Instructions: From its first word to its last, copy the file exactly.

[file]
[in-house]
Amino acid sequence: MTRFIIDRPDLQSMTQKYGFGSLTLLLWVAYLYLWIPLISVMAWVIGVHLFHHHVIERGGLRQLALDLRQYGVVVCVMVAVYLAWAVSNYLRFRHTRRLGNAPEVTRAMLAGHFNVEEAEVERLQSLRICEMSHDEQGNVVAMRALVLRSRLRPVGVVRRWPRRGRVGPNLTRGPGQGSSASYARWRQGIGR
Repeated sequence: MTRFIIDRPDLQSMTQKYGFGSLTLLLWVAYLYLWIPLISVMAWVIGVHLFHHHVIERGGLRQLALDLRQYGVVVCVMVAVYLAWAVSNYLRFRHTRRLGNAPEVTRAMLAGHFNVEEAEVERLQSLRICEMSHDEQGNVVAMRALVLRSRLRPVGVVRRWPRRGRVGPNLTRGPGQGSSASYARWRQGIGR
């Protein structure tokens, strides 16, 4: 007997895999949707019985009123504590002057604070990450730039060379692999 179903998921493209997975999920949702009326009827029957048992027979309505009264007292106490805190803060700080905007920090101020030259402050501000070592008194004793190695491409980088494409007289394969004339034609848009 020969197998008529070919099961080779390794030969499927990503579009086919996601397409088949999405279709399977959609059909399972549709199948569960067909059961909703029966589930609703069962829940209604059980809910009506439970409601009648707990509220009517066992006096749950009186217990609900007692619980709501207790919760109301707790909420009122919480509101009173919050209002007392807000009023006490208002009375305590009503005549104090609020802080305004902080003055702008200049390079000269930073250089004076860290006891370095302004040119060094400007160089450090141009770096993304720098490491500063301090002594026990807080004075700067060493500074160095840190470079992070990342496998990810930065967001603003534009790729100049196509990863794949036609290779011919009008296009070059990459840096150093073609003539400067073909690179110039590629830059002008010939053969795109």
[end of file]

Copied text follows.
[in-house]
Amino acid sequence: MTRFIIDRPDLQSMTQKYGFGSLTLLLWVAYLYLWIPLISVMAWVIGVHLFHHHVIERGGLRQLALDLRQYGVVVCVMVAVYLAWAVSNYLRFRHTRRLGNAPEVTRAMLAGHFNVEEAEVERLQSLRICEMSHDEQGNVVAMRALVLRSRLRPVGVVRRWPRRGRVGPNLTRGPGQGSSASYARWRQGIGR
Repeated sequence: MTRFIIDRPDLQSMTQKYGFGSLTLLLWVAYLYLWIPLISVMAWVIGVHLFHHHVIERGGLRQLALDLRQYGVVVCVMVAVYLAWAVSNYLRFRHTRRLGNAPEVTRAMLAGHFNVEEAEVERLQSLRICEMSHDEQGNVVAMRALVLRSRLRPVGVVRRWPRRGRVGPNLTRGPGQGSSASYARWRQGIGR
């Protein structure tokens, strides 16, 4: 007997895999949707019985009123504590002057604070990450730039060379692999 179903998921493209997975999920949702009326009827029957048992027979309505009264007292106490805190803060700080905007920090101020030259402050501000070592008194004793190695491409980088494409007289394969004339034609848009 020969197998008529070919099961080779390794030969499927990503579009086919996601397409088949999405279709399977959609059909399972549709199948569960067909059961909703029966589930609703069962829940209604059980809910009506439970409601009648707990509220009517066992006096749950009186217990609900007692619980709501207790919760109301707790909420009122919480509101009173919050209002007392807000009023006490208002009375305590009503005549104090609020802080305004902080003055702008200049390079000269930073250089004076860290006891370095302004040119060094400007160089450090141009770096993304720098490491500063301090002594026990807080004075700067060493500074160095840190470079992070990342496998990810930065967001603003534009790729100049196509990863794949036609290779011919009008296009070059990459840096150093073609003539400067073909690179110039590629830059002008010939053969795109």